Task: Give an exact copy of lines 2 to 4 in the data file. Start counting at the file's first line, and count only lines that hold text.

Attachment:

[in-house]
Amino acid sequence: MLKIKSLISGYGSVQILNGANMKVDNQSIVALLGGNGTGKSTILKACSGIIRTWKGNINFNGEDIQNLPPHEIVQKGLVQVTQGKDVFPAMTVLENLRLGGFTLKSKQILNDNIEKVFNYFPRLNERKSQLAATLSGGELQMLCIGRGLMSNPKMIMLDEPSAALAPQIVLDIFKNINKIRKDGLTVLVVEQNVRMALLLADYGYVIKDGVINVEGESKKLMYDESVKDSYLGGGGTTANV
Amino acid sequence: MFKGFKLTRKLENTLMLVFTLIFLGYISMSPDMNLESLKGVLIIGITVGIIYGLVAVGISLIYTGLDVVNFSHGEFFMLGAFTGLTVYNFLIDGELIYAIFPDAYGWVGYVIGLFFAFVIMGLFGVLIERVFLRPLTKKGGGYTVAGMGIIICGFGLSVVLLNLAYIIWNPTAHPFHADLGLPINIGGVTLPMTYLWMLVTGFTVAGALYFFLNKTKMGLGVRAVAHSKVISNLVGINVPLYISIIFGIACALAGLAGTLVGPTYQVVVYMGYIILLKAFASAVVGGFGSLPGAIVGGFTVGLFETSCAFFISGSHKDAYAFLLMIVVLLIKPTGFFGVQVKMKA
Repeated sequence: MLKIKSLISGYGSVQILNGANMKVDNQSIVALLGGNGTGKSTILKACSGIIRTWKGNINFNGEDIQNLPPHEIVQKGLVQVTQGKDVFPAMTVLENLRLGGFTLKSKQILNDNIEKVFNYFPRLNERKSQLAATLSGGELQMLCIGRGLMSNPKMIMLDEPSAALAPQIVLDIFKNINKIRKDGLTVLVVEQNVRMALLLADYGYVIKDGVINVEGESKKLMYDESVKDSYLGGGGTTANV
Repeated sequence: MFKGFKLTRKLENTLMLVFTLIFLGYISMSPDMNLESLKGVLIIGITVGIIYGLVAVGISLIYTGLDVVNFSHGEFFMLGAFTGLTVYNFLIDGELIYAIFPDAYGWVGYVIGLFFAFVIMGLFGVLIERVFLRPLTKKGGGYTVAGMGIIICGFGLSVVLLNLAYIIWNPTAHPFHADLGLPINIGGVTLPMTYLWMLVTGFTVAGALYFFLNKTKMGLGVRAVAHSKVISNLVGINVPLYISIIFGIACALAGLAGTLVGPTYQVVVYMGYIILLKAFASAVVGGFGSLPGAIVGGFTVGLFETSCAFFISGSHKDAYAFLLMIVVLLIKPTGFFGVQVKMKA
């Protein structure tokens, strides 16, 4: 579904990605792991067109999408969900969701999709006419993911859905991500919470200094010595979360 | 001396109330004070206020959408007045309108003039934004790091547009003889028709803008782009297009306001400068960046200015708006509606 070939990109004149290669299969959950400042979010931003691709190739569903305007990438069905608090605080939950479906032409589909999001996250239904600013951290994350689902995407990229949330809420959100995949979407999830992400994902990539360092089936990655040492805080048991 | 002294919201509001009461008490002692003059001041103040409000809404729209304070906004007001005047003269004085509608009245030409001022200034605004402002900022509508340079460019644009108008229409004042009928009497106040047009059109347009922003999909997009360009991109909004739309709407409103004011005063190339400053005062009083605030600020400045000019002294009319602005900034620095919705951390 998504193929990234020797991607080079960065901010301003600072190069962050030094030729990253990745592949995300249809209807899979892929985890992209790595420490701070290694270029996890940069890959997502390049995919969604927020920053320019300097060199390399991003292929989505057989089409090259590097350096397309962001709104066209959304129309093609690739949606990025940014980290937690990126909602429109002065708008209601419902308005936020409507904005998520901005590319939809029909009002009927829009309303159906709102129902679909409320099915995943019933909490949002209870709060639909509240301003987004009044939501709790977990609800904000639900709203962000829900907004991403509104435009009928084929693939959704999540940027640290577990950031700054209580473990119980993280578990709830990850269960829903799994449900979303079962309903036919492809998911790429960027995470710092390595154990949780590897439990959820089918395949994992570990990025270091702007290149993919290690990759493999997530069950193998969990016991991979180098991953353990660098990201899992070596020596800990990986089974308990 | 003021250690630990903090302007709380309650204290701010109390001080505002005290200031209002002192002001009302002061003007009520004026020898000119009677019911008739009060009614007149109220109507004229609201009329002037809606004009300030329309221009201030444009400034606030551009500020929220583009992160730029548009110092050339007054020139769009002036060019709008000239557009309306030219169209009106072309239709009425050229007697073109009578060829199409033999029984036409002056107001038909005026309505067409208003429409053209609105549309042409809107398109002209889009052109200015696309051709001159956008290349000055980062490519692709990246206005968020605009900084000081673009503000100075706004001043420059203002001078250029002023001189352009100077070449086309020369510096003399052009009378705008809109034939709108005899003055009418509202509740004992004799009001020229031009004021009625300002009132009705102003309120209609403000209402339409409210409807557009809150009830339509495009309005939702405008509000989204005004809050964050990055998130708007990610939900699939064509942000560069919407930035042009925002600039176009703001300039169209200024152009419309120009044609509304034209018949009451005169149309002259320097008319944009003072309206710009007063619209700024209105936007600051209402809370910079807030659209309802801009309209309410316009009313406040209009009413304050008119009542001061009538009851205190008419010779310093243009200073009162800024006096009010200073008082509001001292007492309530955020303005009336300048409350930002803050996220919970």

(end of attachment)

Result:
Amino acid sequence: MLKIKSLISGYGSVQILNGANMKVDNQSIVALLGGNGTGKSTILKACSGIIRTWKGNINFNGEDIQNLPPHEIVQKGLVQVTQGKDVFPAMTVLENLRLGGFTLKSKQILNDNIEKVFNYFPRLNERKSQLAATLSGGELQMLCIGRGLMSNPKMIMLDEPSAALAPQIVLDIFKNINKIRKDGLTVLVVEQNVRMALLLADYGYVIKDGVINVEGESKKLMYDESVKDSYLGGGGTTANV
Amino acid sequence: MFKGFKLTRKLENTLMLVFTLIFLGYISMSPDMNLESLKGVLIIGITVGIIYGLVAVGISLIYTGLDVVNFSHGEFFMLGAFTGLTVYNFLIDGELIYAIFPDAYGWVGYVIGLFFAFVIMGLFGVLIERVFLRPLTKKGGGYTVAGMGIIICGFGLSVVLLNLAYIIWNPTAHPFHADLGLPINIGGVTLPMTYLWMLVTGFTVAGALYFFLNKTKMGLGVRAVAHSKVISNLVGINVPLYISIIFGIACALAGLAGTLVGPTYQVVVYMGYIILLKAFASAVVGGFGSLPGAIVGGFTVGLFETSCAFFISGSHKDAYAFLLMIVVLLIKPTGFFGVQVKMKA
Repeated sequence: MLKIKSLISGYGSVQILNGANMKVDNQSIVALLGGNGTGKSTILKACSGIIRTWKGNINFNGEDIQNLPPHEIVQKGLVQVTQGKDVFPAMTVLENLRLGGFTLKSKQILNDNIEKVFNYFPRLNERKSQLAATLSGGELQMLCIGRGLMSNPKMIMLDEPSAALAPQIVLDIFKNINKIRKDGLTVLVVEQNVRMALLLADYGYVIKDGVINVEGESKKLMYDESVKDSYLGGGGTTANV